I am working on an end-to-end encrypted messaging application as an educational activity with some of my extra time. I have chosen to use libsodium for the underlying crypto. I have run into a hang-up with how to properly implement replay safe mutual authentication between Alice and Bob.
Assume Alice and Bob know each others public keys in advance. My current (rudimentary) implementation has Alice and Bob construct a public crypto box via nacl.public.Box (implementation of Curve25519 + Poly1305) and use this for the initial exchange in the protocol.
The following communications are all via nacl's crypto-box public key encryption/MAC (with random nonces):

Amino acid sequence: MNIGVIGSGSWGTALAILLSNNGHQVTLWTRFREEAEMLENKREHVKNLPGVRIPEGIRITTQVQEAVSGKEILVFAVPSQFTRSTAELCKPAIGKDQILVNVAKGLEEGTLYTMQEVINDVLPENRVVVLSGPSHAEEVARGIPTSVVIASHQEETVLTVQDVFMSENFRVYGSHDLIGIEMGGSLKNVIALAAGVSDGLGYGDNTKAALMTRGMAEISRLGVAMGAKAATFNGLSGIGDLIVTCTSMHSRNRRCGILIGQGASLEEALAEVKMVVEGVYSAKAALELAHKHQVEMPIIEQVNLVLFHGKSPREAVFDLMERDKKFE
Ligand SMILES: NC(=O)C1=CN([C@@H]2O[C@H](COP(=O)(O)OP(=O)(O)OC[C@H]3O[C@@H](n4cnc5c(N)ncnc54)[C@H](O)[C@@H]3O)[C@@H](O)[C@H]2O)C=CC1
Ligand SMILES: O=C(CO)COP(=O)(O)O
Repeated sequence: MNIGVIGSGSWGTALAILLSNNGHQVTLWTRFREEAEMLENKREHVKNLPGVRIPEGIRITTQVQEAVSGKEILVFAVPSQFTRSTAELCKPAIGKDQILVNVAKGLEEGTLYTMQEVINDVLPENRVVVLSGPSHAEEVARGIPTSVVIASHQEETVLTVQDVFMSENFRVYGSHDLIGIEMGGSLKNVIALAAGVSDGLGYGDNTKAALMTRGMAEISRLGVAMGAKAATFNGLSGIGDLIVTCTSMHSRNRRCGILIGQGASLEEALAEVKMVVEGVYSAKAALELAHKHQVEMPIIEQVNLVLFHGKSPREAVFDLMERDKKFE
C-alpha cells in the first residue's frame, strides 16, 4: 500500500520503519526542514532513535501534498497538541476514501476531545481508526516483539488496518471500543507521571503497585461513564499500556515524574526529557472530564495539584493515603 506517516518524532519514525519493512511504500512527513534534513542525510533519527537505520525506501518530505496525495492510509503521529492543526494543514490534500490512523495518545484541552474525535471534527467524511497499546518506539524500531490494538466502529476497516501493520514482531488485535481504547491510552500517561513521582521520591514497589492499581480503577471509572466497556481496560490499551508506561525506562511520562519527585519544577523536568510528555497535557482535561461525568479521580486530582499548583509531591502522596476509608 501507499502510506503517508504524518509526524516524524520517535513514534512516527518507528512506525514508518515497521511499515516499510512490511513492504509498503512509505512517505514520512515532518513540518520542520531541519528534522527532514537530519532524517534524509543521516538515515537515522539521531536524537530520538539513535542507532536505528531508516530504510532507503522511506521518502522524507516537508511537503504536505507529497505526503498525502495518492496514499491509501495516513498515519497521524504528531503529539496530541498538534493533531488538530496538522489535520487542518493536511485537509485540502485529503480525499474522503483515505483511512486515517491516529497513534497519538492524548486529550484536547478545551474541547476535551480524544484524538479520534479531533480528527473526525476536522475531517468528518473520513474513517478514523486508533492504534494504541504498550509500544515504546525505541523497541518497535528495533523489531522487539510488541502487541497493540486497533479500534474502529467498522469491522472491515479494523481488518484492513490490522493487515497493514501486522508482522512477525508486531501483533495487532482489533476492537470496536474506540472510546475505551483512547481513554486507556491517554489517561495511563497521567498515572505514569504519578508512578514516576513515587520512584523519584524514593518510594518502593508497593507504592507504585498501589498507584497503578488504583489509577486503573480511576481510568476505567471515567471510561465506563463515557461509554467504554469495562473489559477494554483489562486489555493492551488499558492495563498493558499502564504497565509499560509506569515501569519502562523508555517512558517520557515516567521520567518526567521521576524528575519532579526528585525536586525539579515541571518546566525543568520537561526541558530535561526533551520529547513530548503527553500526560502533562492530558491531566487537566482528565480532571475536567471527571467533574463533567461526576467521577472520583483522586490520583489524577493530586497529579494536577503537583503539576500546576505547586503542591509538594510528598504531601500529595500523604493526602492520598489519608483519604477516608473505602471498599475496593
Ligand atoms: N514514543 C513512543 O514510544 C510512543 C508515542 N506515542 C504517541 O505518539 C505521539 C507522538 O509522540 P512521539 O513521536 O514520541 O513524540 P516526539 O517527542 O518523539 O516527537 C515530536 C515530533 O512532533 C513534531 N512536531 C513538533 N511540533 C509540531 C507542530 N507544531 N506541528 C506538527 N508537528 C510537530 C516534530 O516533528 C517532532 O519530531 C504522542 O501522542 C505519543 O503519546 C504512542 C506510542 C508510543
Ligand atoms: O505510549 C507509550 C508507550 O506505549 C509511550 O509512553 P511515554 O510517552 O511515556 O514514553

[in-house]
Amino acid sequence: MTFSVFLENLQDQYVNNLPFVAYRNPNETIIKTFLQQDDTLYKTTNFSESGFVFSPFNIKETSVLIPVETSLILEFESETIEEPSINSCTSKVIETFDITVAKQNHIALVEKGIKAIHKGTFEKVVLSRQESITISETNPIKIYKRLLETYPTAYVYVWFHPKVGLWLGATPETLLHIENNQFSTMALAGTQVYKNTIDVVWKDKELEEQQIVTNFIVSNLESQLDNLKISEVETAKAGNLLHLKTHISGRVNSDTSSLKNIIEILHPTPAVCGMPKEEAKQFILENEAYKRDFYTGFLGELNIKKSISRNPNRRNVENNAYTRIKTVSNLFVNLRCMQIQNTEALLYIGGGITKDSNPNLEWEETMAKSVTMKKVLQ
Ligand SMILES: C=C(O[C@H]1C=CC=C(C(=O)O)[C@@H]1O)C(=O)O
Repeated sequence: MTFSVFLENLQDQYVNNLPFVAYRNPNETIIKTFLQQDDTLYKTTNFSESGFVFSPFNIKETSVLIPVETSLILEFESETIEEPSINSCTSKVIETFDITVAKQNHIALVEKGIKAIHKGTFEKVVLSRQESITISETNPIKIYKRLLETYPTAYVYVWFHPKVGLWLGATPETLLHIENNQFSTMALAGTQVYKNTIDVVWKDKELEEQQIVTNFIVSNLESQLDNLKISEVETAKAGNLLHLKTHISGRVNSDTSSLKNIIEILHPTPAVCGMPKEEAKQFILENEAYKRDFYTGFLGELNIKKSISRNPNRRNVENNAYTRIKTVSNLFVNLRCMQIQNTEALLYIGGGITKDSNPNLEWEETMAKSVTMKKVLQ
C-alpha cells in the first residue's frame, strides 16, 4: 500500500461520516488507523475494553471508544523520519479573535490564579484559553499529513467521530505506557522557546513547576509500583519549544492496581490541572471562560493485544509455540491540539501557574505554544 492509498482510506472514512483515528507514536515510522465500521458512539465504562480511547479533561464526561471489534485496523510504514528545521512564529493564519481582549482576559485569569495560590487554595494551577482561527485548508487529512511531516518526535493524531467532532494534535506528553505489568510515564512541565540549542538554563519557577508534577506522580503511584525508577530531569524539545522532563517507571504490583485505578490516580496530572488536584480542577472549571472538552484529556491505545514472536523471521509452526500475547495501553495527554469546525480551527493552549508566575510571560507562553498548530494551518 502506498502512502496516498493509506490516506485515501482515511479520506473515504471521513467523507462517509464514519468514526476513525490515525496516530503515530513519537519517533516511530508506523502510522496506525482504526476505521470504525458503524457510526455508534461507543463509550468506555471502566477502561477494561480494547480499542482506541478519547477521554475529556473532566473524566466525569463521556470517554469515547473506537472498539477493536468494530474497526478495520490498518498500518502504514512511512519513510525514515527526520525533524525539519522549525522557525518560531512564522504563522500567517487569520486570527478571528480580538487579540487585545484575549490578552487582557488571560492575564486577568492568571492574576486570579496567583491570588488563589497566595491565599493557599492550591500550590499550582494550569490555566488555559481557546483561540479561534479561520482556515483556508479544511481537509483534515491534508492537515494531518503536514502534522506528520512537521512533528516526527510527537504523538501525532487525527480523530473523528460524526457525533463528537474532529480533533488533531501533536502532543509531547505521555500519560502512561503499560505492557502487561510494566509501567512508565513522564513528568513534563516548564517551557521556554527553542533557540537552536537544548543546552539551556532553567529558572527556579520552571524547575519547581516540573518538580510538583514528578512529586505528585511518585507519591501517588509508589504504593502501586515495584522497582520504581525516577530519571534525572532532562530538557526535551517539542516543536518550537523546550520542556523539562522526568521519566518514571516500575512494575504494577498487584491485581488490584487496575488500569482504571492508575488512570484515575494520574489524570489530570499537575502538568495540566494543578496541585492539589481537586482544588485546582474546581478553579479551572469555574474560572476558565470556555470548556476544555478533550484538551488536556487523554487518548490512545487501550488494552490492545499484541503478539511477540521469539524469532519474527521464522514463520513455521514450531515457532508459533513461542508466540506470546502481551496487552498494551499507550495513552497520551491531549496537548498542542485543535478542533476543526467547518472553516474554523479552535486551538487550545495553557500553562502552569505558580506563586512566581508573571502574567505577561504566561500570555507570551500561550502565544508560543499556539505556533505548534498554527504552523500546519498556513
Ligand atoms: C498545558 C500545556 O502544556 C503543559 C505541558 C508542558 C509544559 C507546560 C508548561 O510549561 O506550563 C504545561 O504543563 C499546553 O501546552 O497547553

Alice --> Bob: Hello Bob: Decrypts Hello message and checks message authentication code to ensure it came from Alice Bob --> Alice: Hello Alice: Decrypts Hello message and checks message authentication code to ensure it came from Bob Alice <--> Bob: Agree on a symmetric key to use for the rest of this communication (they can recompute this periodically for forward secrecy)
The crypto box implementation uses random nonces by default, which I understand can theoretically be used to prevent replay attacks. However, this is where my confusion lies. Does Bob need to record every nonce that Alice has ever used to ensure that Eve does not replay an Alice "Hello" to convince Bob she is Alice? Could this limitation be overcome by having Alice and Bob each communicate with a random salutation message instead of "Hello" that they expect the other party to repeat back to them? Is there a standardized way to do this kind of thing that I am missing (I have looked around without success)?